Every day, a steaming load of garbage arrives at Bandhwari, one of the biggest landfills in north India. Hundreds of trees have been cut down to accommodate the noxious 2,000 tonnes of unsegregated waste that comes in daily from the two most populous cities of Haryana - Gurugram and Faridabad. Not only is this causing a massive amount of pollution, it is also affecting the ecologically sensitive Aravalli range.
Of the 30 acres of Aravalli land being used as a landfill, 14.86 acres is under the Aravalli Plantation Project, which as per earlier Supreme Court orders, gives the land legal "forest status" with protection under the Forest Conservation Act, 1980.
Protests and demonstrations have continued over time to stop the contamination which is also affecting a number of animals around the landfill. The Wildlife Institute of India has also confirmed the presence of leopards, nilgais, palm civets, rhesus macaques and other animals around the wildlife-rich area.
The Aravalli Bachao, a group of climate change activists from Delhi, Gurgaon and nearby areas has held regular demonstrations in the area spreading awareness about the problem. The activists want the landfill to be shifted.
The landfill was also established on an abandoned 250 feet deep mining pit which is very close to the ground water aquifer. The site is also close the last remaining patch of native Aravalli forest, a sacred grove for locals.
Underground water and water sources around the area have also been contaminated due to the toxic leachates releasing from the landfill. In an order dated March 1, 2019, the National Green Tribunal observed, "It is clear that damage to the environment is taking place by contamination of ground water on account of leachate discharge."
The air has also not been spared.
"Earlier, the air in this area was clean and there was no pollution. Since this dumping yard has come up here, we are facing a lot of problems. It is difficult to breathe when the wind blows because it brings a very foul odour with it. Many people are falling ill here," said 40-year-old Rajkumar, who lives in Bandhwari village.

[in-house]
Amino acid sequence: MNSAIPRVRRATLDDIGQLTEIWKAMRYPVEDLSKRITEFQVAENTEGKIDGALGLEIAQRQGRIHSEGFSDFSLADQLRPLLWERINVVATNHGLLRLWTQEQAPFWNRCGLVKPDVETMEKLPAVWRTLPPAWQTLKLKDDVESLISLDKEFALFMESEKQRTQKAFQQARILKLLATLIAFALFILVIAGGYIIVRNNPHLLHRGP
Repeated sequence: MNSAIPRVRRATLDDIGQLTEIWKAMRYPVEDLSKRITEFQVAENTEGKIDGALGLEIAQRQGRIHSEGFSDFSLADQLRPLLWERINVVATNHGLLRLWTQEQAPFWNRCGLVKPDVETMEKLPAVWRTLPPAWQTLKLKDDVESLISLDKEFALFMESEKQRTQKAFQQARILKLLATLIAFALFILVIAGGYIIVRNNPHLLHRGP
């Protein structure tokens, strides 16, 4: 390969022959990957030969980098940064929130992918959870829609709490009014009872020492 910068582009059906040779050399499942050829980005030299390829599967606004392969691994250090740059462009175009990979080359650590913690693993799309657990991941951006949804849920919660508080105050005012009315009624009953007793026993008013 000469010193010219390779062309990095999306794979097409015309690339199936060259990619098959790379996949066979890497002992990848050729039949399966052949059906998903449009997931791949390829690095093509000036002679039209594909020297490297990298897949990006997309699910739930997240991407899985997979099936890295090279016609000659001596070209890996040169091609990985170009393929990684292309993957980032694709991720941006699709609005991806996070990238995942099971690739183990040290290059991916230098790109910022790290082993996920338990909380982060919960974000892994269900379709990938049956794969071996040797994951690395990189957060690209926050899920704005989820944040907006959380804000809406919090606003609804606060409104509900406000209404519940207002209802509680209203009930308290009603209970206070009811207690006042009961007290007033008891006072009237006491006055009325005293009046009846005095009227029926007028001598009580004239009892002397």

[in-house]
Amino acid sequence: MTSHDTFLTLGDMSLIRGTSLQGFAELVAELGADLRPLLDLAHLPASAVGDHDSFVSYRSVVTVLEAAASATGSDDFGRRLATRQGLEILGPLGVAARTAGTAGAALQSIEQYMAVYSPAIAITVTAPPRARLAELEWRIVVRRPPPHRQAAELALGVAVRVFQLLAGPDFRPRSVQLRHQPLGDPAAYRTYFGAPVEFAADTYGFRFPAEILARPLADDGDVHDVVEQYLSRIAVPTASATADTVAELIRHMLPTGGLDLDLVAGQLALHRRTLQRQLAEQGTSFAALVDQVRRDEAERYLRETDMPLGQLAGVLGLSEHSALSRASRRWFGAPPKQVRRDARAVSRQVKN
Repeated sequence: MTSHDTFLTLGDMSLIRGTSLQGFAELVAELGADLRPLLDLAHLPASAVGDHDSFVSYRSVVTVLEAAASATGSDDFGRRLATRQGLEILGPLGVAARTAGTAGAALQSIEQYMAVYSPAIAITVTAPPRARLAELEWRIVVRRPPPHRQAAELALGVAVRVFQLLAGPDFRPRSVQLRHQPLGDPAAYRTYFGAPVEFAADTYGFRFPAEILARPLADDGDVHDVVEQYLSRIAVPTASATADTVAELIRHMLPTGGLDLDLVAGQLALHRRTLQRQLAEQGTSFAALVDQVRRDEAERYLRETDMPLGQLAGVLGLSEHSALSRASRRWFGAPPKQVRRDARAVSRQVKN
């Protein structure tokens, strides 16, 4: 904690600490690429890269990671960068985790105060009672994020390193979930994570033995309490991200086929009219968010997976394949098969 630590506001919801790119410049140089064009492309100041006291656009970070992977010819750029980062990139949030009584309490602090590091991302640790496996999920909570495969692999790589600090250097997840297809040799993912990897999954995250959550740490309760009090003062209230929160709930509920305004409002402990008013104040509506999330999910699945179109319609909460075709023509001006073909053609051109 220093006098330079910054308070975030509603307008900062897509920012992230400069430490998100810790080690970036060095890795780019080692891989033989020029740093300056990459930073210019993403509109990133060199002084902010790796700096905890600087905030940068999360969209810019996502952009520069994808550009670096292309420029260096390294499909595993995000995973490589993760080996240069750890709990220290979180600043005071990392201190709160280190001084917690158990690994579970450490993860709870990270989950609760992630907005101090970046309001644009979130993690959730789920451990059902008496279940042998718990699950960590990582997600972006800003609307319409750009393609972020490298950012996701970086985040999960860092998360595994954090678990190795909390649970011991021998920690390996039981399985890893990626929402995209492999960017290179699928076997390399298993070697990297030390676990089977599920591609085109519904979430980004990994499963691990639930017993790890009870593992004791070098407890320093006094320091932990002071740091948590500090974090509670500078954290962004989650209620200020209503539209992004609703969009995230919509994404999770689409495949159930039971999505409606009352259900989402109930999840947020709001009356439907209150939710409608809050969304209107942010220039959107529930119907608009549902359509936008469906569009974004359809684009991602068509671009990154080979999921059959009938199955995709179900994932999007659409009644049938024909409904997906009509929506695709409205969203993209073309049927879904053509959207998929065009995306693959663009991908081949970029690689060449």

The Bandhwari landfill is estimated to have about 35 lakh tonnes of untreated, mixed waste that has accumulated over 12 years. It is affecting wildlife, soil, water and humans all around it.
The Municipal Corporation of Gurugram (MCG) does not have an alternative treatment facility to divert the waste yet.
Opposition from locals and villagers living near the proposed site in Basai village has prevented such an alternative facility from coming up, Mahavir Prasad, additional commissioner of zone three of MCG told Hindustan Times in March this year.
"Public resistance is the only hurdle at this stage. Once we have found a suitable site, the MCG's action plan can be implemented properly," Mr Prasad told the newspaper.
Locals have also opposed the plan to construct a Waste to Energy (WTE) plant in the Aravallis citing that they have not worked efficiently in the rest of the country. The Aravalli Bachao group is also against the WTE plant as they say it will do more harm than good.
A radical solution is needed for this lethal problem. Solid waste management is absolutely necessary, says an activist of the Aravali Bachao group.
"Biomedical waste has also been on the rise since the coronavirus pandemic. This waste is also being dumped in the landfill which is making it more hazardous. There is immediate need to enforce Solid Waste Management rules of 2016 and follow the Indore Model of waste management. This will ensure that the waste reduces by about 80 per cent," an activist says.